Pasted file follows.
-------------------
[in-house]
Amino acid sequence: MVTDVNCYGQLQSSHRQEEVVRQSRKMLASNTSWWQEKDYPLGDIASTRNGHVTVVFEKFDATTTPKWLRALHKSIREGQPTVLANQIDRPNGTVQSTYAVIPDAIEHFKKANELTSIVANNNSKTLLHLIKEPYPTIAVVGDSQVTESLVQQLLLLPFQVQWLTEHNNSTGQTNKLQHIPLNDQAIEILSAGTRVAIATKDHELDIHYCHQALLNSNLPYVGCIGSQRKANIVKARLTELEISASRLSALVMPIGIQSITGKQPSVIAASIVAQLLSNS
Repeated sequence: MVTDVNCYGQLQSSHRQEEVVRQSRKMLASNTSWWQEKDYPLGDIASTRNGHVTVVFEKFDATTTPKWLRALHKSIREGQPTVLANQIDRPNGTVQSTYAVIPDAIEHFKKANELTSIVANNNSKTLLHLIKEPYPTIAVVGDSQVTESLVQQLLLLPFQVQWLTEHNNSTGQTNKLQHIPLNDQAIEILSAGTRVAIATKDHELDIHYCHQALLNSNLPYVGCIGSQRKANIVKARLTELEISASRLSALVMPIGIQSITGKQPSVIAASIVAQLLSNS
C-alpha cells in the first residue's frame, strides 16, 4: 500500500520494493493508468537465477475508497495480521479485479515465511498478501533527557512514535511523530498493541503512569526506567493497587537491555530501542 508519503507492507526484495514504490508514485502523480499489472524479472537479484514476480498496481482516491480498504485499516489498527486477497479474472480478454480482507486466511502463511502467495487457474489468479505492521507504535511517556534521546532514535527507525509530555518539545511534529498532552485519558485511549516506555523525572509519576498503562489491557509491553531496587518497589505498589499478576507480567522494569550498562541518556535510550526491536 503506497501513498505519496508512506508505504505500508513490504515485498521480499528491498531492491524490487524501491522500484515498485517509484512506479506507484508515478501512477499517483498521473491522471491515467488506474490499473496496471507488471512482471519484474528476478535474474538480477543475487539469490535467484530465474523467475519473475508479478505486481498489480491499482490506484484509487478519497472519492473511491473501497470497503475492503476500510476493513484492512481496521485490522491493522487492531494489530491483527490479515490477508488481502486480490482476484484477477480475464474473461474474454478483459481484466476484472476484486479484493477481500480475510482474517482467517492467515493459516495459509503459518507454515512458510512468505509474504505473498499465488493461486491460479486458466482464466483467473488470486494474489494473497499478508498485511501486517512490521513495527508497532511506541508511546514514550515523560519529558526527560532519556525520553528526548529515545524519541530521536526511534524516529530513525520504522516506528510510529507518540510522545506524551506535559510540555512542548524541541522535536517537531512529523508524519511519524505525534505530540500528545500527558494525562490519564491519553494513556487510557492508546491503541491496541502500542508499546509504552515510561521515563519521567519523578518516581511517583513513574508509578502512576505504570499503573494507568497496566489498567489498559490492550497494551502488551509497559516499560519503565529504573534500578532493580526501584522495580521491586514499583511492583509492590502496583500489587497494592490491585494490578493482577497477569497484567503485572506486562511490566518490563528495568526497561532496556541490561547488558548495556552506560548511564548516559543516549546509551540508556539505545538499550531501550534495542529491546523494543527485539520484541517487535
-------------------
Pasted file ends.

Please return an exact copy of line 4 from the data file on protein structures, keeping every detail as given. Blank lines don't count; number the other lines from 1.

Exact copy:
C-alpha cells in the first residue's frame, strides 16, 4: 500500500520494493493508468537465477475508497495480521479485479515465511498478501533527557512514535511523530498493541503512569526506567493497587537491555530501542 508519503507492507526484495514504490508514485502523480499489472524479472537479484514476480498496481482516491480498504485499516489498527486477497479474472480478454480482507486466511502463511502467495487457474489468479505492521507504535511517556534521546532514535527507525509530555518539545511534529498532552485519558485511549516506555523525572509519576498503562489491557509491553531496587518497589505498589499478576507480567522494569550498562541518556535510550526491536 503506497501513498505519496508512506508505504505500508513490504515485498521480499528491498531492491524490487524501491522500484515498485517509484512506479506507484508515478501512477499517483498521473491522471491515467488506474490499473496496471507488471512482471519484474528476478535474474538480477543475487539469490535467484530465474523467475519473475508479478505486481498489480491499482490506484484509487478519497472519492473511491473501497470497503475492503476500510476493513484492512481496521485490522491493522487492531494489530491483527490479515490477508488481502486480490482476484484477477480475464474473461474474454478483459481484466476484472476484486479484493477481500480475510482474517482467517492467515493459516495459509503459518507454515512458510512468505509474504505473498499465488493461486491460479486458466482464466483467473488470486494474489494473497499478508498485511501486517512490521513495527508497532511506541508511546514514550515523560519529558526527560532519556525520553528526548529515545524519541530521536526511534524516529530513525520504522516506528510510529507518540510522545506524551506535559510540555512542548524541541522535536517537531512529523508524519511519524505525534505530540500528545500527558494525562490519564491519553494513556487510557492508546491503541491496541502500542508499546509504552515510561521515563519521567519523578518516581511517583513513574508509578502512576505504570499503573494507568497496566489498567489498559490492550497494551502488551509497559516499560519503565529504573534500578532493580526501584522495580521491586514499583511492583509492590502496583500489587497494592490491585494490578493482577497477569497484567503485572506486562511490566518490563528495568526497561532496556541490561547488558548495556552506560548511564548516559543516549546509551540508556539505545538499550531501550534495542529491546523494543527485539520484541517487535